Sponsored by the HealthcareTrainingInstitute.org providing Quality Education since 1979
Add to Shopping Cart

Brief Interventions for Anxiety Disorders with Children and Adults
Anxiety Disorders continuing education psychologist CEUs

Section 2
Track #2 - Elevator Phobia, and Procrastination

CEU Question 2 | CEU Answer Booklet | Table of Contents | Anxiety
Counselor CEUs, Social Worker CEUs, Psychologist CEs, MFT CEUs

Read content below or click FREE Audio Download to listen
Right click to save mp3

10 Principles of Anxiety Disorder Therapy: Part 2 of 3

Share on Facebook Principle 3: A Sound Therapeutic Relationship
Of course, the client must talk openly about fears and anxiety for the therapeutic process to occur. As you know, clients often avoid talking about their fears. One client explained, "If I talk about my anxiety, that will make me feelelevator phobia Interventions for Anxiety Disorders counselor CEU anxious. I don't want to chance it." As you know, a major part of treatment consists of encouraging the client to face frightening situations so as to be able to view them realistically; talking about them is one way of reaching the client's goal.

To build this sound relationship, I find especially with an anxiety disorder client, I have to be acutely aware of possible misinterpretations and misunderstandings of my intention. I recall in one session, I used humor and the "So what if?" technique; that is, to hypothesize the worst possibility - an approach that appeared helpful to the client. At the end of the session, I asked a standard feedback question, "Was there anything about the session that bothered you?" The patient responded, "You seemed to be making fun of me and taking my concerns lightly." This feedback enabled me to correct these misperceptions immediately.

Share on Facebook Principle 4: Therapy is a Collaborative Effort between Therapist and Patient
I find with an anxiety disordered client the emphasis is on working on problems rather than on correcting defects or changing personality. The therapist fosters the attitude, "Two heads are better than one" in approaching difficulties. When the client is so entangled in symptoms that he or she is unable to join in problem solving, I find I may have to assume a leading role. As therapy progresses, I encourage the client to take a more active stance.

Share on Facebook Principle 5: Cognitive Therapy Uses Questions
The therapist is modeling coping strategies by asking questions that expand a client's constricted thinking. Often a client reports that when confronted by a new anxiety-producing situation, he or she will start by asking himself the same questions he heard from the therapist: "Where is the evidence?", "Where is the logic?", "What do I have to lose?", "What do I have to gain?", "What would be the worst thing that could happen?", "What can I learn from this experience?"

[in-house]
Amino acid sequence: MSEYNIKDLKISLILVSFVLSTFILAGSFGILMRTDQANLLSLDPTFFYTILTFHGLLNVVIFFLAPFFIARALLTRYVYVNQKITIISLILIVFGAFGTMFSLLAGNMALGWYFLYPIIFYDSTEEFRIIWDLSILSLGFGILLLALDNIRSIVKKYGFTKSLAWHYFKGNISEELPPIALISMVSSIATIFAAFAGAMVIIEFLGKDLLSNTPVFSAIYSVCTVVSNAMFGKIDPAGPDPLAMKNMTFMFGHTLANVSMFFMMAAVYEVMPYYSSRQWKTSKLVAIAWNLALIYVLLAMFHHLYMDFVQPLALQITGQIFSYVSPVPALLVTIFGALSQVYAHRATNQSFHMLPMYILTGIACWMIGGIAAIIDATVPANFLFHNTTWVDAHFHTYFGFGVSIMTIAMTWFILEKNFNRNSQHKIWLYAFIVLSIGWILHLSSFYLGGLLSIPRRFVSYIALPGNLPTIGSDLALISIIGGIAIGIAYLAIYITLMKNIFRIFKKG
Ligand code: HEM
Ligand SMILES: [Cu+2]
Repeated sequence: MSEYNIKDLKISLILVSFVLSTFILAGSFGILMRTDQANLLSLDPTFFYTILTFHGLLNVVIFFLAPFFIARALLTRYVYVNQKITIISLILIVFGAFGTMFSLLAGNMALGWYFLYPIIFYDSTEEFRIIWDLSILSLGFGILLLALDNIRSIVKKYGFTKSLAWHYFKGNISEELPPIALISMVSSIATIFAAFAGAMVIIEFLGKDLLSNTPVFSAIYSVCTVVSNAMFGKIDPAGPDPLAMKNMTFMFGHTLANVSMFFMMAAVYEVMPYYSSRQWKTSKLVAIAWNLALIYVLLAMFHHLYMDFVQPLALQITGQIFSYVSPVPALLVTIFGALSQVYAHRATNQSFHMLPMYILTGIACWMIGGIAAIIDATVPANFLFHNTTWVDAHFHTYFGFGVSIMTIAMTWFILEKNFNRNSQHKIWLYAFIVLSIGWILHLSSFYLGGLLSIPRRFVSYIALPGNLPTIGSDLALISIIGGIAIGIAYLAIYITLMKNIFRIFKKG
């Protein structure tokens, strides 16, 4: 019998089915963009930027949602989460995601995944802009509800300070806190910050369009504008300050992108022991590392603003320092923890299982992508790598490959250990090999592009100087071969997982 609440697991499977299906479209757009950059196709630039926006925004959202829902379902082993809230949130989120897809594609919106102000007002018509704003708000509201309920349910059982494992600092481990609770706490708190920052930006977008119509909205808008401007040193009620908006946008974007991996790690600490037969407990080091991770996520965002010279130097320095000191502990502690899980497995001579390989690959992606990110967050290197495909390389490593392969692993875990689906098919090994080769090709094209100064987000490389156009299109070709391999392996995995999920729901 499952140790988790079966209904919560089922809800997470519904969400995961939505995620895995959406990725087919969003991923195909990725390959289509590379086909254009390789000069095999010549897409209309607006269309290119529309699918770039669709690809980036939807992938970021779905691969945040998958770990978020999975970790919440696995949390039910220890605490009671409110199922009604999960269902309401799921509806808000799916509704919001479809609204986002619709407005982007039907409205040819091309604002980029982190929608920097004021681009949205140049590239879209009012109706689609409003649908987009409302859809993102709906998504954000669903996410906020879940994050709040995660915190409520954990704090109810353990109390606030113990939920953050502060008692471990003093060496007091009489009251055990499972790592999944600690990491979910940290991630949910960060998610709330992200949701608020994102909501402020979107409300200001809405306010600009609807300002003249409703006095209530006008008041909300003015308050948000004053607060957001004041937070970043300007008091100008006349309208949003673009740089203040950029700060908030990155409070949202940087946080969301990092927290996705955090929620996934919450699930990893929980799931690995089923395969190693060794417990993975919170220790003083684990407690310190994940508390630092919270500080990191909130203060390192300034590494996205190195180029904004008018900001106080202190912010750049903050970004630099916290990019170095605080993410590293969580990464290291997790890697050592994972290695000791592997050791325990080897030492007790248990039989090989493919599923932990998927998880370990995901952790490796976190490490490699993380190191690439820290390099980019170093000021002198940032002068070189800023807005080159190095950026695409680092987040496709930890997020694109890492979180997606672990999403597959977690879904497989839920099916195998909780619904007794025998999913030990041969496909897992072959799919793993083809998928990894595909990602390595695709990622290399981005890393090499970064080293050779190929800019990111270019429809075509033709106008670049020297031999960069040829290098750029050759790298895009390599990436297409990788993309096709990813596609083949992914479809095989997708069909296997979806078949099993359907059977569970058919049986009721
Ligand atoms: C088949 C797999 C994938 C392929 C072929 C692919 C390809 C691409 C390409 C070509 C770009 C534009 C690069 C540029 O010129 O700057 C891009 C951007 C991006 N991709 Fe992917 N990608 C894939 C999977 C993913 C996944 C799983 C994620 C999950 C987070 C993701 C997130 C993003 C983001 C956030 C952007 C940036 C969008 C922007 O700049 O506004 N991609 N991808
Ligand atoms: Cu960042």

Share on Facebook Principle 6: Cognitive Therapy is Structured and Directive
Anxious patients tend to go off on tangents; as you know, the therapist can model task-oriented behavior by keeping the discussion on the problem at hand. The therapist has to set the appropriate tempo for the session. If the pace is too fast, the client may miss much of what is being discussed; and if too slow, he may lose confidence in reaching the end result.

Share on Facebook The Key
I find a key with the structure of the session is to look for a common ground or to an earlier casual link. With one client, Phil, he was afraid of strangers, his boss, and his parents; the common denominator was fear of rejection. Such reductions make the problems more manageable. Sue had a fear of elevators that prevented her from looking for a job, and her joblessness caused even more difficulties for her. Dealing with the first problem, elevator phobia, solved her other problems. Bill had many fears of starting a new job ("People won't like me--I won't be able to do the job--I don't think I'll like the people"), all of which could be traced back to the basic fear that his bosses would discover he had exaggerated on his job application.

Share on Facebook Principle 7: Cognitive Therapy is Problem Oriented
The key here is Conceptualization of Problem Definition. As you know in conceptualizing the client's problem, the therapist has to elicit from the patient what the problem means to him. The passive-aggressive person may be procrastinating because he believes this is the way to avoid being controlled by others. The anxious client, the depressed client, the angry client, and the manic client will all have different reasons. Procrastination may indicate a shift of priorities that the client has not fully accepted; or it may be due to a secondary gain, such as a way to get attention or rationalization ("I could be a great painter, but I don't have the self-discipline").

The point is that there are many reasons a client may be procrastinating. Therapist and client need to conceptualize the problem jointly before an adequate strategy can be chosen. Conceptualization, strategy selection, and technique implementation influence and feed each other. Usually this process is an evolving one of conceptualization and reconceptualization with corresponding strategy shifts.

Online Continuing Education QUESTION 2: To effectively deal with conceptualizing, the therapist has to elicit what from the from the client? To select and enter your answer go to CEU Answer Booklet.

 
Others who bought this Anxiety Course
also bought…

Scroll DownScroll UpCourse Listing Bottom Cap

CEU Answer Booklet for this course | Anxiety
Forward to Track 3
Back to Track 1

Table of Contents
Top

CEU Continuing Education for
Counselor CEUs, Social Worker CEUs, Psychologist CEUs, MFT CEUs

OnlineCEUcredit.com Login


Forget your Password Reset it!